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Dr Claire Wordley

Dr Claire Wordley

Postdoctoral Research Associate

Room 3.01 David Attenborough Building
Office Phone: 01223 (7) 68914

Biography:

I work on increasing the use of the Conservation Evidence project by conservation practitioners. This involves communication about the benefits of evidence based conservation, promotion of the Conservation Evidence database, and the provision of academic support for practitioners who want to test conservation interventions that can add to the Conservation Evidence project. I work closely with NGOs who want to increase their use of evidence in decision making, and improve their testing and publication of conservation interventions.

Prior to this I worked for the RSPB, looking at the evidence base for management options for seabirds in marine protected areas.

I did my PhD at the University of Leeds under the supervision of Professor John Altringham. I worked in collaboration with the Nature Conservation Foundation(www.ncf-india.org/), and focused on changes in bat species composition and functional diversity between different plantation types, forest fragments and riparian corridors in the Western Ghats of India.
I  have done extensive public outreach in the UK and India, mostly focused around bats, including talks in schools, newspaper series, poster exhibitions and science outreach events.

Research Group

Conservation Science Group:
Conservation Evidence

Key Publications

Sutherland, W.J. and Wordley, C.F., 2017. Evidence complacency hampers conservation. Nature Ecology & EvolutionISSN 2397-334X (online) 

Wordley, C.F.R., Mudappa, D., Sankaran, M. and Altringham, J.D., 2017. Bats in the Ghats: Agricultural intensification reduces functional diversity and increases trait filtering in a biodiversity hotspot in India. Biological Conservation 210, 48-55 http://doi.org/10.1016/j.biocon.2017.03.026

Wordley, C.F., Foui, E.K., Mudappa, D., Sankaran, M. and Altringham, J.D., 2016. Range extension of the endangered Salim Ali’s Fruit Bat Latidens salimalii (Chiroptera: Pteropodidae) in the Anamalai Hills, Tamil Nadu, India. Journal of Threatened Taxa, 8 (12), 9486-9490 http://dx.doi.org/10.11609/jott.2796.8.12.9486-9490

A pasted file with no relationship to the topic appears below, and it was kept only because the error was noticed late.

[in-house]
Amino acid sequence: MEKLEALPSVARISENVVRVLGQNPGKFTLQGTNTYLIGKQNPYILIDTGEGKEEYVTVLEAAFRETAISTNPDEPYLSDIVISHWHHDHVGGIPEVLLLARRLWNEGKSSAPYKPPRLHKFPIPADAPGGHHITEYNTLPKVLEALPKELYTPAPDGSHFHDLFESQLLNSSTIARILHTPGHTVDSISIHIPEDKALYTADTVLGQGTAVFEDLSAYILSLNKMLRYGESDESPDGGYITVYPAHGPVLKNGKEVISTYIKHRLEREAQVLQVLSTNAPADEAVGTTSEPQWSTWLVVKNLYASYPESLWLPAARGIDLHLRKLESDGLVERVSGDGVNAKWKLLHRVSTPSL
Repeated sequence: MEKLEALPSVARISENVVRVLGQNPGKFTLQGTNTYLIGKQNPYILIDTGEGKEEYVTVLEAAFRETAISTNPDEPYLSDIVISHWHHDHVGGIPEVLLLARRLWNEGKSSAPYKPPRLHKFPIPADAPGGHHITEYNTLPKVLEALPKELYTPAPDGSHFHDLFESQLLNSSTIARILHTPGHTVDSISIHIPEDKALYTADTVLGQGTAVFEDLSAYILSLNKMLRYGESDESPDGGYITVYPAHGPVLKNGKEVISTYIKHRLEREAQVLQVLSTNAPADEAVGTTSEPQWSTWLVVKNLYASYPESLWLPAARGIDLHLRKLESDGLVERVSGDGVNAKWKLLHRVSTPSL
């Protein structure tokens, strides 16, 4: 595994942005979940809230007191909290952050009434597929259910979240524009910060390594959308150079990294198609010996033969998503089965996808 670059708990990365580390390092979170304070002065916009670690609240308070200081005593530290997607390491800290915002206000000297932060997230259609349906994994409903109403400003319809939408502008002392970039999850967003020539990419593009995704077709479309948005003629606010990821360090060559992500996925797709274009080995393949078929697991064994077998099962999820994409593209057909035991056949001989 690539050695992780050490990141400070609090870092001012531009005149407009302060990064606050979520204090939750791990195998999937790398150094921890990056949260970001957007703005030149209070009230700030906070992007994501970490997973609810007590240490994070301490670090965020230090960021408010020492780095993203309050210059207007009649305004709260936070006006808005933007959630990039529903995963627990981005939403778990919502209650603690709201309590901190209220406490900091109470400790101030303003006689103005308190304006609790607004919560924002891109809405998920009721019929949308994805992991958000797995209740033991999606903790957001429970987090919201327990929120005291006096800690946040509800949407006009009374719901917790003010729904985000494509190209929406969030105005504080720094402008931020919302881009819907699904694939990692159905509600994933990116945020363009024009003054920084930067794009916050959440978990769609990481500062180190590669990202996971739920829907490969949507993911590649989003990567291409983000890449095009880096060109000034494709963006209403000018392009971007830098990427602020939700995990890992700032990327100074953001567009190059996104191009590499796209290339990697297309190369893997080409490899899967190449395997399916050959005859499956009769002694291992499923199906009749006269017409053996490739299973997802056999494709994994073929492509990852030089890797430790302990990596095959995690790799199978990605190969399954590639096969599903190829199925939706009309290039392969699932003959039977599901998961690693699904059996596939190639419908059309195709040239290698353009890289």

Wordley, C. F., Sankaran, M., Mudappa, D., & Altringham, J. D. 2015. Landscape scale habitat suitability modelling of bats in the Western Ghats of India: Bats like something in their tea. Biological Conservation, 191, 529-536 https://doi.org/10.1016/j.biocon.2015.08.005

Wordley, C.F.R., Altringham, J.D. and Shankar Raman, T.R. 2014. Bats in Indian coffee plantations:doing more good than harm? Current Science 107 (12) 1-3

Wordley, C.F.R., Foui, E., Mudappa, D., Sankaran, M., Altringham, J. 2014. Acoustic identification of bats in the southern Western Ghats, India. Acta Chiropterologica 16 (1) 213-222 https://doi.org/10.3161/150811014X683408

Wordley, C., Slate, J. and Stapley, J., 2010. Mining online genomic resources in Anolis carolinensis facilitates rapid and inexpensive development of cross-species microsatellite markers for the Anolis lizard genus. Molecular Ecology Resources, (1):126-33. doi: 10.1111/j.1755-0998.2010.02863.x

Stapley, J., Wordley, C. and Slate, J. 2010. No Evidence of Genetic Differentiation Between Anoles With Different Dewlap Color Patterns. Journal of Heredity, 102 (1): 118-124 https://doi.org/10.1093/jhered/esq104